The Wealth of Nations

Often people mention Adam Smith’s The Wealth of Nations in the same reverent way they mention the Bible. Most of these folks think they know what these works say, but few have actually read more than bits and pieces of either.

I’m proud to say that I have read Adam Smith’s WoN from cover to cover. Yes, it took me two years because a goodly portion of the work is outdated and because I can tolerate only a limited amount of detail on the sheep trade in England in the 1700s in one sitting. I did however get through it and I took notes because Smith came up with many zinger observations and insights that still hit the mark today. I have a long list of them in my copy of his book.

To be fair, I’m not surprised that so few general readers tackle Smith. My nearly two pound Modern Library edition is over a thousand pages and that’s more than daunting to a generation that reads so little and reads mostly litter when it does read. To be honest, if I didn’t read for a living and have 18th and 19th Century British lit as my specialty areas, I might not have tackled it myself, although once in, I found Smith’s style quite elegantly clear.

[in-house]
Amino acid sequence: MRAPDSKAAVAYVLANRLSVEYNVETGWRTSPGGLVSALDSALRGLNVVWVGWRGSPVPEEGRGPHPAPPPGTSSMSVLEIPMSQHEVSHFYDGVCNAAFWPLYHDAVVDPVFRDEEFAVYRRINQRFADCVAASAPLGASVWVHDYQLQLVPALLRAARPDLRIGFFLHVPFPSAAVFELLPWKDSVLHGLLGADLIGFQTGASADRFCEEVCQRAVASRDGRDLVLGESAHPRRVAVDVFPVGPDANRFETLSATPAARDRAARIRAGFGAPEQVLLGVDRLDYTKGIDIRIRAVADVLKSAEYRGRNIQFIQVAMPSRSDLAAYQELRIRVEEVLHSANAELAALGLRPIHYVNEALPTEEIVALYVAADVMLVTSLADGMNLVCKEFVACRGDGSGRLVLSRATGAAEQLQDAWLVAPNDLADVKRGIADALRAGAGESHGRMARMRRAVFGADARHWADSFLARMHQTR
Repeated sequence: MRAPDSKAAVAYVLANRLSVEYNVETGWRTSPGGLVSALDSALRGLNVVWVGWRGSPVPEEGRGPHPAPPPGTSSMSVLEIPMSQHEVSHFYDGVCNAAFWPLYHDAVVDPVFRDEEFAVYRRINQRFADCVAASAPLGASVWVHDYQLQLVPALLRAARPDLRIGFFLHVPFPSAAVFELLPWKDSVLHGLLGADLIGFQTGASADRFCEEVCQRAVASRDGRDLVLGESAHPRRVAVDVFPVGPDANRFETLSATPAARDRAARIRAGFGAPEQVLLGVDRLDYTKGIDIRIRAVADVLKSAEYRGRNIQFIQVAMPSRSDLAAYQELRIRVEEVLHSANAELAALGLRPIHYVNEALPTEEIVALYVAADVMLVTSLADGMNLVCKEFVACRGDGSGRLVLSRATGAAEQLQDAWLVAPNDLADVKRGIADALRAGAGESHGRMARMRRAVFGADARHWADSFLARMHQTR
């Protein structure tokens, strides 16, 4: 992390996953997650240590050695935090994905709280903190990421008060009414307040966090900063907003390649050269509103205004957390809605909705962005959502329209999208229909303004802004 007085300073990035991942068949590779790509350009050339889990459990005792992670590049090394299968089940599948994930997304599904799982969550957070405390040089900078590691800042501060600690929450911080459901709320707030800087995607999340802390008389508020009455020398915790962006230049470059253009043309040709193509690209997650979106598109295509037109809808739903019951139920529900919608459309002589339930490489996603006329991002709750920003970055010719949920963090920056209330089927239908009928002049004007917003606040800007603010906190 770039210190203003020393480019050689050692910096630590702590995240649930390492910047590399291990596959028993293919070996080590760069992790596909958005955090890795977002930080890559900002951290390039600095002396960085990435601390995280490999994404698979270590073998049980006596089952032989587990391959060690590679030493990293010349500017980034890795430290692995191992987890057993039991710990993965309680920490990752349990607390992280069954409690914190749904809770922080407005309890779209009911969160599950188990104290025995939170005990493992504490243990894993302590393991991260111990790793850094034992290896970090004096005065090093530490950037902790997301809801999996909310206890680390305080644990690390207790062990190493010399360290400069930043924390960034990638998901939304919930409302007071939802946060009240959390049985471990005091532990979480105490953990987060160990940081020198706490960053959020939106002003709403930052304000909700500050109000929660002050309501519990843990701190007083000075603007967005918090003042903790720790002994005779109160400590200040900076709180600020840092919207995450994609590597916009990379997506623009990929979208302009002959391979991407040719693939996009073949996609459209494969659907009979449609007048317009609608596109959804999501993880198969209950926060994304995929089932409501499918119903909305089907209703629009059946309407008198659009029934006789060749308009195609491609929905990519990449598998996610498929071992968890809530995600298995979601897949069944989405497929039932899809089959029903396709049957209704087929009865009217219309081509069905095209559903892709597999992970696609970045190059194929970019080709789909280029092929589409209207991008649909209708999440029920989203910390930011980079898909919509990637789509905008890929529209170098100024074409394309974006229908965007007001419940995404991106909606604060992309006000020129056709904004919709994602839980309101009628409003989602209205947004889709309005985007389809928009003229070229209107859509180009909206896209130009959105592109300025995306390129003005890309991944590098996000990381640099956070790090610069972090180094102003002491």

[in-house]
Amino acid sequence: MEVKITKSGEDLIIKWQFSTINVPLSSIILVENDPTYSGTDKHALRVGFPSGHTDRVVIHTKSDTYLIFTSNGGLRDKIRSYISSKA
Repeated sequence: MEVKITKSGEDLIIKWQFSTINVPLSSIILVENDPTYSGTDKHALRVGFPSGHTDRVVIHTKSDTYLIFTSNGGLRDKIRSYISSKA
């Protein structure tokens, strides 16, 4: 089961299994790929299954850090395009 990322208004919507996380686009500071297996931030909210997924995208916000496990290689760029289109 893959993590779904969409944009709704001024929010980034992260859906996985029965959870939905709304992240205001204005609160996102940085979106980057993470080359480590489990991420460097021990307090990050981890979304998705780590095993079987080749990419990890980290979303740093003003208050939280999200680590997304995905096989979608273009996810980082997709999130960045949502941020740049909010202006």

What alarms me is not that so few people have read WoN. What alarms me is that so few economists are familiar with it.

At the least, shouldn’t Smith’s work be required reading for those majoring in economics in college? As far as I can tell, it’s not. For example, I asked a cousin with a degree in economics from a good university if she’d read WoN as part of her college work. She sighed and said she had been assigned snippets. I found this stunning, but I suspect she’s not alone.

I’m increasingly sure that many free market economists and politicians have not read it. Is it too much to expect professional economists, especially ones with major control over vast sums of money and national financial policy, to have have read, understood, and taken to heart this seminal work?

For example, what about Alan Greenspan? Is it possible the august and powerful Alan Greenspan was felled by his own ignorance of what WoN actually says? That would explain why he “conceded the meltdown had revealed a flaw in a lifetime of economic thinking and left him in a ‘state of shocked disbelief,’” wouldn’t it?

He may have been in a state of “shocked disbelief.” I wasn’t. I can point to pertinent, underlined passages in my copy of Smith’s book.

I’ll post some pertinent bits from WoN in another post.

Off to work.



One Response to “The Wealth of Nations

  1. Jesse Says:

    Mmm. I sit with baited breath for what you have uncovered. Perhaps you can condense the ponzi of fiat currency? “Debt is Money” on youtube was a good cartoon compilation. To be sure it lacks the flair of Smith. I have found the modern businessman more atune to books of the length and timbre of “Move with the Cheese”.

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